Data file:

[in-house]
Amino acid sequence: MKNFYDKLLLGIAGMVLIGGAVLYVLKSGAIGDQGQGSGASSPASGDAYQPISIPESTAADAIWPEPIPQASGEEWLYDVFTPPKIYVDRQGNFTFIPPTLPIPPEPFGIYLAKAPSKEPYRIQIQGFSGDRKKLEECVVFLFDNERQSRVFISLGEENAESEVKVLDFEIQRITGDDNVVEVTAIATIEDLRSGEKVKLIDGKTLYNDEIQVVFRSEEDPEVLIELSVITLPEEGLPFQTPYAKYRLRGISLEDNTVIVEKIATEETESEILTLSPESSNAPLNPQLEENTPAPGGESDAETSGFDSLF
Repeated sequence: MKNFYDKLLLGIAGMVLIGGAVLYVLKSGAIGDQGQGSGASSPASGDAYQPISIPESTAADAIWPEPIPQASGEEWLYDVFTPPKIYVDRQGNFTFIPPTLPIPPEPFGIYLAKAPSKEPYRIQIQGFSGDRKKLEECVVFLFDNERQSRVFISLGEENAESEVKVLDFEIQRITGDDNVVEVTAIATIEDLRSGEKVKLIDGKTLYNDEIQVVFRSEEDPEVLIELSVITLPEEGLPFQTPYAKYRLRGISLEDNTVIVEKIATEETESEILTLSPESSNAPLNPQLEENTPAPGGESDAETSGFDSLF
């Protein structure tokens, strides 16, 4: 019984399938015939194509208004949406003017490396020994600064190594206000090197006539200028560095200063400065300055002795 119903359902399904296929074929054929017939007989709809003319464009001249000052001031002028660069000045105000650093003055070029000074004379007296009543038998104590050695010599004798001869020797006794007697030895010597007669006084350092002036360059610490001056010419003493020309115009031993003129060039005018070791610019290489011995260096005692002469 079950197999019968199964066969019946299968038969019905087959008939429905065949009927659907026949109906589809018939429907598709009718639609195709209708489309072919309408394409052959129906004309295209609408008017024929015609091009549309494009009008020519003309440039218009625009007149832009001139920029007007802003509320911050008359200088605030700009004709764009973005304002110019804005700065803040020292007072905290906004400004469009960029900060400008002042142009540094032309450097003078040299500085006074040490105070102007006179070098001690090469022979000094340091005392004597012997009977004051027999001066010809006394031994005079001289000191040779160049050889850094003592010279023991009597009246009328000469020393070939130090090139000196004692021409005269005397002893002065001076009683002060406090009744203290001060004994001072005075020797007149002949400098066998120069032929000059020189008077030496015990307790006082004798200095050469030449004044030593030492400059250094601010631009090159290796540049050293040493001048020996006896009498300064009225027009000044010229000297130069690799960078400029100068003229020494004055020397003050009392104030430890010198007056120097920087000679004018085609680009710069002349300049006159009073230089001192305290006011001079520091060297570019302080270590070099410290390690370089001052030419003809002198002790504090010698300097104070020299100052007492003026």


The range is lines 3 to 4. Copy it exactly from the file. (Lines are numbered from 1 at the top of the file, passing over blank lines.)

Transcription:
Repeated sequence: MKNFYDKLLLGIAGMVLIGGAVLYVLKSGAIGDQGQGSGASSPASGDAYQPISIPESTAADAIWPEPIPQASGEEWLYDVFTPPKIYVDRQGNFTFIPPTLPIPPEPFGIYLAKAPSKEPYRIQIQGFSGDRKKLEECVVFLFDNERQSRVFISLGEENAESEVKVLDFEIQRITGDDNVVEVTAIATIEDLRSGEKVKLIDGKTLYNDEIQVVFRSEEDPEVLIELSVITLPEEGLPFQTPYAKYRLRGISLEDNTVIVEKIATEETESEILTLSPESSNAPLNPQLEENTPAPGGESDAETSGFDSLF
């Protein structure tokens, strides 16, 4: 019984399938015939194509208004949406003017490396020994600064190594206000090197006539200028560095200063400065300055002795 119903359902399904296929074929054929017939007989709809003319464009001249000052001031002028660069000045105000650093003055070029000074004379007296009543038998104590050695010599004798001869020797006794007697030895010597007669006084350092002036360059610490001056010419003493020309115009031993003129060039005018070791610019290489011995260096005692002469 079950197999019968199964066969019946299968038969019905087959008939429905065949009927659907026949109906589809018939429907598709009718639609195709209708489309072919309408394409052959129906004309295209609408008017024929015609091009549309494009009008020519003309440039218009625009007149832009001139920029007007802003509320911050008359200088605030700009004709764009973005304002110019804005700065803040020292007072905290906004400004469009960029900060400008002042142009540094032309450097003078040299500085006074040490105070102007006179070098001690090469022979000094340091005392004597012997009977004051027999001066010809006394031994005079001289000191040779160049050889850094003592010279023991009597009246009328000469020393070939130090090139000196004692021409005269005397002893002065001076009683002060406090009744203290001060004994001072005075020797007149002949400098066998120069032929000059020189008077030496015990307790006082004798200095050469030449004044030593030492400059250094601010631009090159290796540049050293040493001048020996006896009498300064009225027009000044010229000297130069690799960078400029100068003229020494004055020397003050009392104030430890010198007056120097920087000679004018085609680009710069002349300049006159009073230089001192305290006011001079520091060297570019302080270590070099410290390690370089001052030419003809002198002790504090010698300097104070020299100052007492003026």